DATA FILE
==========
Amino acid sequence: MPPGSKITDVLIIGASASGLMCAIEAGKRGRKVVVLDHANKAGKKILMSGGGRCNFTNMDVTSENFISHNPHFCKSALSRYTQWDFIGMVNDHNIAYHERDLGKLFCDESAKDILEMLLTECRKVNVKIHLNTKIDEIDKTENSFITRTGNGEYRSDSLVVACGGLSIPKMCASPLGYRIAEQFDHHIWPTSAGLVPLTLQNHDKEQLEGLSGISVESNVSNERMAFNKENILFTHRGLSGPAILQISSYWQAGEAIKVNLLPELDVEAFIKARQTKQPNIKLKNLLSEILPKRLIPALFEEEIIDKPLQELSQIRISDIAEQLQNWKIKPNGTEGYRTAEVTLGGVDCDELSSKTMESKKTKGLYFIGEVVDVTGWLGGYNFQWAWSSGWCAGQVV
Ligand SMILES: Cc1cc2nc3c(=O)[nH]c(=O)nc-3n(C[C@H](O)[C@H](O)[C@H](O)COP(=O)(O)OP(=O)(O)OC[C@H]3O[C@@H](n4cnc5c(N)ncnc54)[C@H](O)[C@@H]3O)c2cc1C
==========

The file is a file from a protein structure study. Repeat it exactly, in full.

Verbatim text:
Amino acid sequence: MPPGSKITDVLIIGASASGLMCAIEAGKRGRKVVVLDHANKAGKKILMSGGGRCNFTNMDVTSENFISHNPHFCKSALSRYTQWDFIGMVNDHNIAYHERDLGKLFCDESAKDILEMLLTECRKVNVKIHLNTKIDEIDKTENSFITRTGNGEYRSDSLVVACGGLSIPKMCASPLGYRIAEQFDHHIWPTSAGLVPLTLQNHDKEQLEGLSGISVESNVSNERMAFNKENILFTHRGLSGPAILQISSYWQAGEAIKVNLLPELDVEAFIKARQTKQPNIKLKNLLSEILPKRLIPALFEEEIIDKPLQELSQIRISDIAEQLQNWKIKPNGTEGYRTAEVTLGGVDCDELSSKTMESKKTKGLYFIGEVVDVTGWLGGYNFQWAWSSGWCAGQVV
Ligand SMILES: Cc1cc2nc3c(=O)[nH]c(=O)nc-3n(C[C@H](O)[C@H](O)[C@H](O)COP(=O)(O)OP(=O)(O)OC[C@H]3O[C@@H](n4cnc5c(N)ncnc54)[C@H](O)[C@@H]3O)c2cc1C